A look at regional differences in U.S. gasoline prices (Figure 2) helps to isolate the impact of the third factor described above. While crude oil prices and seasonal variations should be fairly consistent across all regions, unusual supply or demand fluctuations should, by definition, be most pronounced in the particular area affected. If this is the case, we would expect price changes in regions relatively unaffected by unusual conditions to be near the 30-cent decline attributable to the first two factors above. In fact, retail gasoline price declines since mid-May in the East Coast, Gulf Coast, and Rocky Mountain regions have ranged from 30 to 43 cents per gallon. In California, where average regular gasoline prices had neared $2 per gallon in the spring, the decline since then has totaled 48 cents per gallon. However, in the Midwest, which has seen three price spikes in the past two years, prices have fallen more than 60 cents per gallon since mid-May.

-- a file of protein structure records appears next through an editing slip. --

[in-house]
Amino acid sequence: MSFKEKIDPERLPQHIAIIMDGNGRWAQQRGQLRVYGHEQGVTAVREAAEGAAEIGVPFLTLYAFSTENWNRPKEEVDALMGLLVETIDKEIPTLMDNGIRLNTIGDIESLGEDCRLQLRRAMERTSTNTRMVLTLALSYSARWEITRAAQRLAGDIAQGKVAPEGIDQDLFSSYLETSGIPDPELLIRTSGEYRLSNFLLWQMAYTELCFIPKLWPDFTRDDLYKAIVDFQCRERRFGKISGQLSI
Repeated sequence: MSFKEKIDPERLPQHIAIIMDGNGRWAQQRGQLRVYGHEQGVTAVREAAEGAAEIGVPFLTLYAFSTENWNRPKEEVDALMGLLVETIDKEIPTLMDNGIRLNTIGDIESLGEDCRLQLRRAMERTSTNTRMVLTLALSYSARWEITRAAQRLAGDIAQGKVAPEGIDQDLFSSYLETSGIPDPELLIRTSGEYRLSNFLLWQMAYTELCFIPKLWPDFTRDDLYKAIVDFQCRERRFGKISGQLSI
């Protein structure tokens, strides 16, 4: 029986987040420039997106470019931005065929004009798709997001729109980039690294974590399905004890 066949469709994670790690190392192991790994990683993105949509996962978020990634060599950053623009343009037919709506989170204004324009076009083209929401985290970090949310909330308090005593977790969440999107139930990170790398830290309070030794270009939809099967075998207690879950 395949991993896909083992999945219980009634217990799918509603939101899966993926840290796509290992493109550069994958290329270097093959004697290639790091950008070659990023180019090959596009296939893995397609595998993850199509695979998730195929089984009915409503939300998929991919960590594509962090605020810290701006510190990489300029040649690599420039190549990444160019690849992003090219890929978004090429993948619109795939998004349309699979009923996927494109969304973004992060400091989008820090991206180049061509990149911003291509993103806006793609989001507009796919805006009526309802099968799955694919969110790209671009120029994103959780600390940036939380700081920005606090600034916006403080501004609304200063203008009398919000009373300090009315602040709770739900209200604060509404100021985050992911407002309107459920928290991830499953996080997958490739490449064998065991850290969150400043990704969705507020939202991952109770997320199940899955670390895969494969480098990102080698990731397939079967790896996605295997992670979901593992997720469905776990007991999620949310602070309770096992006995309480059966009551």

Determining the cause of this year=s summer/fall gasoline price decline, then, appears to be largely a matter of explaining the unusually sharp drops in the Midwest, and to a lesser extent California, along with less than 10 cents of the decreases elsewhere in the United States. In the case of the Midwest, in particular, it is helpful to look at the Atypical@ relationship between prices in the region and those elsewhere in the country. Since PADD 2 produces about 80 percent of its gasoline at local refineries, and receives most of the remainder from the Gulf Coast (PADD 3), the relationship between prices in these two regions can be a useful barometer of the supply/demand balance in the